In 1905 Agustín and his brother Miguel were both working as photographers for ...

Article

W. Iain Mackay

(b Carhuás, Ancash, Oct 2, 1857; d San Miguel de Tucumán, Dec 1922).

Peruvian painter, photographer, teacher and critic. At the age of four he was brought to Lima, where he began to take lessons in art. From 1885 he travelled through France, Italy and Belgium, and on returning to Latin America he settled in Buenos Aires, where he took up photography. In 1905 he returned to Lima, where he set up a workshop and art college at the Quinta Heeren, introducing the latest photographic techniques. On visiting Spain in 1908 Castillo discovered the historical genre paintings of Mariano Fortuny y Marsal, and once back in Lima worked as a painter and as art critic for the magazines Prisma, Variedades, Actualidades and Ilustración peruana. He later supported Daniel Hernández in founding (1919) the Escuela Nacional de Bellas Artes in Lima (see also Peru, Republic of, §XI). In parallel with the writer Ricardo Palma, Castillo was concerned with recording the traditions of Lima’s colonial past, and such paintings as the ...

Article

Ismeth Raheem

(b 1854; d England, 1913).

English photographer, publisher and writer. He first travelled to Ceylon (now Sri Lanka) as private secretary to the Bishop of Colombo. In 1870 he set up a small bookshop in Colombo, which by 1884 had diversified into a flourishing publishing house, H. W. Cave & Company, and a printing firm equipped to produce books with excellent quality photographic reproductions. He took a serious interest in photography, and this enabled him to illustrate the pictorial travelogues written by him and published by his own firm. His close supervision of the details of book production and photographic reproduction gave him a competitive edge over other commercial photographers. He returned to England in 1886 after the death of his wife and settled down in Oxford. He made occasional visits to Ceylon, but continued to manage his firm’s business from England.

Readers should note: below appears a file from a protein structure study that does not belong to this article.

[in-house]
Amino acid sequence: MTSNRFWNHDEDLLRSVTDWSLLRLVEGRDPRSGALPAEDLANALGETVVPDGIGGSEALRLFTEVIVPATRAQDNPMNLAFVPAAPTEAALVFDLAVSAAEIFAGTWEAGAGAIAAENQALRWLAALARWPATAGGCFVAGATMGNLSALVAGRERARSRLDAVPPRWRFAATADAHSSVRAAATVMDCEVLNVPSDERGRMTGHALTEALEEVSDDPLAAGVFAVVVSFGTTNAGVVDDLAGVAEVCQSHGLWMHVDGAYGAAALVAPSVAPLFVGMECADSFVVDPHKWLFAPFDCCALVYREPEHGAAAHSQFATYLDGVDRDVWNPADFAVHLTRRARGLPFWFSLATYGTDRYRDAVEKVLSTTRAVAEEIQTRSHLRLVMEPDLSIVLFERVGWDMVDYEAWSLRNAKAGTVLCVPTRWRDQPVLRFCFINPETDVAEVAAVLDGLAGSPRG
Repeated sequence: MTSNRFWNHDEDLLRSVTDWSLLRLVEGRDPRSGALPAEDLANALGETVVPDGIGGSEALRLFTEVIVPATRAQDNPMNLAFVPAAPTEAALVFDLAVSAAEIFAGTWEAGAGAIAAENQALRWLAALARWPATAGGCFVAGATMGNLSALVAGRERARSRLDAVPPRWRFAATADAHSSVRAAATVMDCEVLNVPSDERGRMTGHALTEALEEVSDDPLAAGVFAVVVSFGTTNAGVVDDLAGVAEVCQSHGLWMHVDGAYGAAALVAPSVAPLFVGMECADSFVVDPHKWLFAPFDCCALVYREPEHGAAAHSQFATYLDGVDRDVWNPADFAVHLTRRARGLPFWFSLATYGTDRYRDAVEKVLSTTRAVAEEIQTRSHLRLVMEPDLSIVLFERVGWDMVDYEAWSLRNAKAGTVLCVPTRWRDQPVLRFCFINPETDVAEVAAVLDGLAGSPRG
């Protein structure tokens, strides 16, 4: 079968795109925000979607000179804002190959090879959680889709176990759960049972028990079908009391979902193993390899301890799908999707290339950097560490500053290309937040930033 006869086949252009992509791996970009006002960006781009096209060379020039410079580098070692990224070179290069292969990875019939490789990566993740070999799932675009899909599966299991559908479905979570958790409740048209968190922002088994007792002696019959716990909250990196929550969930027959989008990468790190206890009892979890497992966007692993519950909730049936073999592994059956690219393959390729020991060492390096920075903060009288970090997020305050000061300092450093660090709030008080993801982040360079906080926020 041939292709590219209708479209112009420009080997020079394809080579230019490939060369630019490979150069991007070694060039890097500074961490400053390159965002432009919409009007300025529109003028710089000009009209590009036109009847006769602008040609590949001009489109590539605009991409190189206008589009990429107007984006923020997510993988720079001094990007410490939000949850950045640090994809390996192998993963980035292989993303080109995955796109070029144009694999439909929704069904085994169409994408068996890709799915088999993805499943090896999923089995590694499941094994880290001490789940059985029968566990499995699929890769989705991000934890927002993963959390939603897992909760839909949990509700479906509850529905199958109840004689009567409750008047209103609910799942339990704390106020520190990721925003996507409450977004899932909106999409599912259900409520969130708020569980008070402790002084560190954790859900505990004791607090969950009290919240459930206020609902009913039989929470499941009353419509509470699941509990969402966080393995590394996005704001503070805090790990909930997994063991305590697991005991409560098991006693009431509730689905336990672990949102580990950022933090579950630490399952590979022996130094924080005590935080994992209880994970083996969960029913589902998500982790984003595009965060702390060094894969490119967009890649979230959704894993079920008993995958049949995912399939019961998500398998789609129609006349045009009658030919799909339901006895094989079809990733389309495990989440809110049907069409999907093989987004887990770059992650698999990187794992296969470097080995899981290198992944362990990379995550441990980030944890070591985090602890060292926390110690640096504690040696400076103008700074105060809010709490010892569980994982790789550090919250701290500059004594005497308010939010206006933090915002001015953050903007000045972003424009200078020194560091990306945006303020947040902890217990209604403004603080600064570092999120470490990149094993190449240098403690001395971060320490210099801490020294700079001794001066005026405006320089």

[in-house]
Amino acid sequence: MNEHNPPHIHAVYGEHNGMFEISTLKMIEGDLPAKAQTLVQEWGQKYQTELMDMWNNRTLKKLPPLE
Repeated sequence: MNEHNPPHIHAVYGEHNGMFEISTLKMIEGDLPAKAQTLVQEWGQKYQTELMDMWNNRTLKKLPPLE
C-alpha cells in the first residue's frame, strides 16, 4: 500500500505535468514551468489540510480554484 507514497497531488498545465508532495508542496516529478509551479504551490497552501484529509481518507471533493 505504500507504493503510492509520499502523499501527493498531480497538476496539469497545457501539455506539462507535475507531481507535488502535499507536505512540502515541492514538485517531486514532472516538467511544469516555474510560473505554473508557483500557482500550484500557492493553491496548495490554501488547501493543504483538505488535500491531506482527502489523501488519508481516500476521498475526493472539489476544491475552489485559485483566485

In his photography Cave specialized in rural and landscape scenes and was especially interested in creating views with luxuriant tropical vegetation, using dramatic atmospheric lighting effects. Some of the best examples of this type of work are reproduced in his lavishly printed travelogues ...

Article

Robert Smith

(Pierce)

(b Wellington, New Zealand, March 30, 1878; d Sydney, June 19, 1953).

Australian photographer of New Zealand birth (see fig.). His father, Pierce Mott Cazneau (1849–1928), was an English-born New Zealand photographer, who became manager of a photographic portraiture studio in Adelaide c. 1889 and took his family to South Australia. While still at school Harold Cazneaux assisted his father and in 1897 joined the same studio as an artist-retoucher. He was mainly interested in becoming an artist and attended evening classes conducted by Harry P. Gill. Acquaintance with the influence of the English Pictorial photography movement in the 1890s made him aware of the medium’s artistic potential. Dissatisfied with his routine occupation in Adelaide, c. 1904 he joined a studio in Sydney where the work was similar, but a higher salary enabled him to buy his own camera and begin creative photography on his own account, including a lasting preoccupation with pictorial celebration of the diversity of everyday life in the city....

Article

Patricia Strathern

(b Fleurieux, Rhône, May 2, 1828; d Paris, Oct 24, 1915).

French photographer, archaeologist, and writer. An intrepid traveller, he used photography as a method of recording and documenting the sites he explored and wrote about. He left for the USA in 1857, spending two years in Mexico from 1857 to 1859. Using the wet collodion process and large plates, his photography (e.g. Mexico—Chichen Itza, c. 1858; see Berger and Levrault, cat. no. 40) was something of a technical feat in the circumstances. He returned to Europe in 1861, and his first book, Antiquités mexicaines, was published the same year. In 1863 he photographed in Madagascar and from 1864 to 1880 worked in South America, Java, Australia, and Canada. In 1880 he returned to Mexico, where he made some important archaeological discoveries in Pre-Columbian sites.

See also: Pre-Columbian sources in American architecture; Mesoamerica, Pre-Columbian, §X, 1.

Article

J. P. Ward

revised by Geoffrey Batchen

(François Jean)

(b Lyon, Aug 12, 1797; d London, Dec 27, 1867).